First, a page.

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Learning Spanish: The Affective Factor

The chief problem for most Americans who want to learn Spanish but who don't succeed is the Affective Factor. Plainly put, this means the emotional issues; that is, adults become freaked out at the thought. The fear of getting put on the spot and embarrassed is just too much to bear.

I've talked to plenty monolingual American and Canadian expats in Mexico who do not learn Spanish. They are, therefore, forced to live in the various Gringolandias because they are too fearful of learning Spanish. They self-perceive the problem as their "advanced years" or, as one cantankerous old coot put it, "I have too lousy of a disposition to learn Spanish."

Really, the fear of making a mistake is the issue here. If you attend a class, you are put on the spot when your turn comes to produce something verbally in the language. You've got to perform in front of others who may be really, really good in the language. This is too much for some folks. Adults tend to come to the private schools in Mexico where students at all manner of levels are mixed into the same class. You might be performing in front of someone who is advanced. You think to yourself that you are going to die of humiliation because you will have to speak Spanish in front of them. You sense they are bored, and they are�you are freaked!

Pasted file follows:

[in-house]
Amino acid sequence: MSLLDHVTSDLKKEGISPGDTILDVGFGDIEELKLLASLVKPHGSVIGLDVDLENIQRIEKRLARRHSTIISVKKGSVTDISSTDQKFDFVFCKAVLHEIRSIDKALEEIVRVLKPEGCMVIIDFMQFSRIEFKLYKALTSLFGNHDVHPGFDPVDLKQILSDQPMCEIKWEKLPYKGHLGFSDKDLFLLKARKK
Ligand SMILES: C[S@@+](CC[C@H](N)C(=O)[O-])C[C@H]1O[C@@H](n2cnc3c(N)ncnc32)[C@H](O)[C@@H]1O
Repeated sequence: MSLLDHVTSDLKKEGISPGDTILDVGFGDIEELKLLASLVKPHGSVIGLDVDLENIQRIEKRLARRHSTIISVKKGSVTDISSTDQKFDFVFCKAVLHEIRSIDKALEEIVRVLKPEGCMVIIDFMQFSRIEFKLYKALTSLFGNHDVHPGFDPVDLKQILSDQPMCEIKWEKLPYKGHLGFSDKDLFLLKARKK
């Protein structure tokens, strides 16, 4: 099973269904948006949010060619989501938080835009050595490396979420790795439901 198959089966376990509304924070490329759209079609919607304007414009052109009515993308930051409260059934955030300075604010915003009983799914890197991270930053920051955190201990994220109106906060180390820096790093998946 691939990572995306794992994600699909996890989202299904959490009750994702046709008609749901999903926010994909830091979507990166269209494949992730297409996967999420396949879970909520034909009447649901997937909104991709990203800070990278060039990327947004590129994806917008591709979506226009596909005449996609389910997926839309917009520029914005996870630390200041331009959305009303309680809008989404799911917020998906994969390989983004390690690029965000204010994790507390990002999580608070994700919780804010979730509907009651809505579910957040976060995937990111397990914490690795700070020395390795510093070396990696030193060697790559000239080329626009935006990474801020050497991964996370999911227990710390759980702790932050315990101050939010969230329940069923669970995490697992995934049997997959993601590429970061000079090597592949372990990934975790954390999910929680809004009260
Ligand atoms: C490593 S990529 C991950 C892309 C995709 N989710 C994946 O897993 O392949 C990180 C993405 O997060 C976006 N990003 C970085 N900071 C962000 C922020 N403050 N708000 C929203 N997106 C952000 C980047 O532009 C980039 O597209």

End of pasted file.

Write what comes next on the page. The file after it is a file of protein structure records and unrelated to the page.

So, what is one to do?

Prepare before signing up for a class at home or abroad.

One of the biggest hoaxes in foreign language instruction is that you have to come to the country where the language you want to learn is spoken. That expensive and time-consuming act is erroneously called "Immersion." It is not going to be true Immersion as Immersion is defined along linguistic terms. If you go to the country where the language you desire to learn is spoken, classes will most likely be taught the same way classes are taught in the States, only all in the host language.

You will not have the skill to ask a question even if you understand what is being taught.

Do your own preparation in the privacy of your own home until you have built up a level of confidence to produce the language in front of a teacher and fellow classmates.

Use the commercially available products on the market to acquire some of the language before you launch into a performance situation in a class in front of others!

Submitted by:

Douglas Bower

Learning a New Language Has Never Been Easier


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